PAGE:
Getting Started

Since this is the first entry in my first weblog, I feel the need to describe what readers (or potential subscribers) can expect.  First, my background is an interesting combination of technical and marketing.  I have spent most of the last twenty years working in the technology field, covering everything from DOS to UNIX to Windows and now .NET. In my current incarnation, I have been developing both Web and Windows applications using the .NET Framework.  However along with my technical side comes some communication skills.  At least, I like to think they've come along.

I have been writing for technical publications and speaking at anyplace that would have me for most of the last decade.  This experience allowed me to find what I call my 'voice'.  As anyone who has both read and heard me will attest, the two styles are not that different.  In other words, I write like I talk.  And I talk in a stream of consciousness. So be ready for topics that can go all over the map.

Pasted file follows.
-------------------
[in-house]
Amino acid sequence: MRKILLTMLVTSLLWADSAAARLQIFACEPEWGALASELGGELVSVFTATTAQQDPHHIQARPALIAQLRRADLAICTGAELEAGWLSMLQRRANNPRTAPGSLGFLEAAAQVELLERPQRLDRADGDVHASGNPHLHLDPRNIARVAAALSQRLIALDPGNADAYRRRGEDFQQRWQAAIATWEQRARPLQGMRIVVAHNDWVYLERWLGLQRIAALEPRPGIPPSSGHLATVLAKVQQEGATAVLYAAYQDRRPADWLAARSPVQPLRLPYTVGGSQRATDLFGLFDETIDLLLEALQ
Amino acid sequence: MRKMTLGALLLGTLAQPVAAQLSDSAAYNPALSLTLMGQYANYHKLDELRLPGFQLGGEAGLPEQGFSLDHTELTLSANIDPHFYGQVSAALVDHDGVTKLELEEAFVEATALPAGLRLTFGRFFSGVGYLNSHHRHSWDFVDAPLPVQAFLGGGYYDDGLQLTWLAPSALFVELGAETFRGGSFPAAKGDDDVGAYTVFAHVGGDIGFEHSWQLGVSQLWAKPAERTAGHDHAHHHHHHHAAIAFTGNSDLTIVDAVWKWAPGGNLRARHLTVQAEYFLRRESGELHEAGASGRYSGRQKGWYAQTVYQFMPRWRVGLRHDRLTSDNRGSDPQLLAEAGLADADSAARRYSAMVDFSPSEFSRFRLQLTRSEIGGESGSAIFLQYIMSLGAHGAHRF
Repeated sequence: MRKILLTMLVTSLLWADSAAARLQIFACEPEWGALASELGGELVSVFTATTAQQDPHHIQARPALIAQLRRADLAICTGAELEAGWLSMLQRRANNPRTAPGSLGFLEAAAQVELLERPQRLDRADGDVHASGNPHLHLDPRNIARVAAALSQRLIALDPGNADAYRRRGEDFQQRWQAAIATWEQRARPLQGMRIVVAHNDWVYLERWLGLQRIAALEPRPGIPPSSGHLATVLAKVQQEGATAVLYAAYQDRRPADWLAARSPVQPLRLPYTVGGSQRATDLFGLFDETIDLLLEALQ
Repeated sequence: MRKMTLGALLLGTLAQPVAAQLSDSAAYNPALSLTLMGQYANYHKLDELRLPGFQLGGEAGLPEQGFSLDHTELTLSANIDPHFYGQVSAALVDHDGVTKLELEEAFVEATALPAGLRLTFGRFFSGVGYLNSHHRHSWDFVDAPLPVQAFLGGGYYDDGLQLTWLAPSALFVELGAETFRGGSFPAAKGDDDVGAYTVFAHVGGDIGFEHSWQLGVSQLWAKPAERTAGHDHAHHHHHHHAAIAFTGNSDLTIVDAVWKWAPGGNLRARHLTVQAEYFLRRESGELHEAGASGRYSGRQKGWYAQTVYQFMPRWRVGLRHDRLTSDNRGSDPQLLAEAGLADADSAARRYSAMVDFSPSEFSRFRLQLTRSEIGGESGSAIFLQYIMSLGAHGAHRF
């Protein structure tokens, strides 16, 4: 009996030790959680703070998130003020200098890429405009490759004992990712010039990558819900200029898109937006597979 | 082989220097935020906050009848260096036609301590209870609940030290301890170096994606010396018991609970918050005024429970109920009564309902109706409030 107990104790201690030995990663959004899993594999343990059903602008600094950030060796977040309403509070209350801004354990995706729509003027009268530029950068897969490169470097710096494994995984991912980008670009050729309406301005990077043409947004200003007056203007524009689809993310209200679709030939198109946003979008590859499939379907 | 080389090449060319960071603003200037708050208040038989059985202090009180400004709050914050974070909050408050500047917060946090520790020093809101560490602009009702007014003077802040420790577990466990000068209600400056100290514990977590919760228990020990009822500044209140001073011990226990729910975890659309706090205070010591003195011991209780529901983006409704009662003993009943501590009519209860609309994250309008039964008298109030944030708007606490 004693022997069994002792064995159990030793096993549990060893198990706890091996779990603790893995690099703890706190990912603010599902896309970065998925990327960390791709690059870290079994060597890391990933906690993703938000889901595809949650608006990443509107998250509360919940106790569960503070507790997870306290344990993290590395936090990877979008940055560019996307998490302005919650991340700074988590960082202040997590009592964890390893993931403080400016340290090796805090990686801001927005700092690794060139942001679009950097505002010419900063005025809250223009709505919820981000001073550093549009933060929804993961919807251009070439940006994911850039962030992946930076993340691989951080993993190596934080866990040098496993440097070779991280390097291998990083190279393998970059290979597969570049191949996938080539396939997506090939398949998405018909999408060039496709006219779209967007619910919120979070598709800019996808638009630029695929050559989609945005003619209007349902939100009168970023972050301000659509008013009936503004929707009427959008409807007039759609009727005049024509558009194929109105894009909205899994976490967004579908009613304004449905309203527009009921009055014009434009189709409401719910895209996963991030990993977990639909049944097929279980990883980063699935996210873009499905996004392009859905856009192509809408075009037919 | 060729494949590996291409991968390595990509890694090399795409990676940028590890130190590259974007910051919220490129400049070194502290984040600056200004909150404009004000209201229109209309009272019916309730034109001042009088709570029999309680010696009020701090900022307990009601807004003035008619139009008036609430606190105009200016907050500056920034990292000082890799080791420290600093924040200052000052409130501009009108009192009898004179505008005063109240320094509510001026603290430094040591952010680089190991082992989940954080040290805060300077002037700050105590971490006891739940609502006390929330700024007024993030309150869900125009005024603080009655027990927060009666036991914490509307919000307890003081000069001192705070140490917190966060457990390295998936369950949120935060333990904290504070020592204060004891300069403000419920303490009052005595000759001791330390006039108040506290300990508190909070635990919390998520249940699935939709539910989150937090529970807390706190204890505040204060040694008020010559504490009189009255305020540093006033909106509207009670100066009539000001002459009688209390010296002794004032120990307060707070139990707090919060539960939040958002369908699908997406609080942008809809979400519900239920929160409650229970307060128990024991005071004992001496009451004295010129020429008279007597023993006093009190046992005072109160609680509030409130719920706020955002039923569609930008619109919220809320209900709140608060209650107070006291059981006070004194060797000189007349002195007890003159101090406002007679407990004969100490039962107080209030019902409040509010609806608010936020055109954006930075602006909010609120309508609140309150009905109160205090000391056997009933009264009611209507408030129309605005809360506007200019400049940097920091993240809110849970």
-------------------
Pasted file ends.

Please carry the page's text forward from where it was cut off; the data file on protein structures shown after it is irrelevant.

Now that the introduction is out of the way, let me describe what the blog will contain.  In the course of my work, I get a chance to work with Web Services in the real world.  While much of the theory and standards are interesting, the sometimes get in the way of actually making Web Services do what we need them to do.  This blog is dedicated to discussing Web Services where the petal meets the metal.  I'll be discussion the quirks of creating Web Services and getting them to interoperate with other non-Microsoft environments.  I'll look at how to go about creating an infrastructure that supports Web Services at the enterprise level.  This includes both security and instrumentation.  I think that this mandate (the one that I'm giving myself, that is) should allow for a wide range of commentary.  And I'll try to keep the posts as regular as my work allows.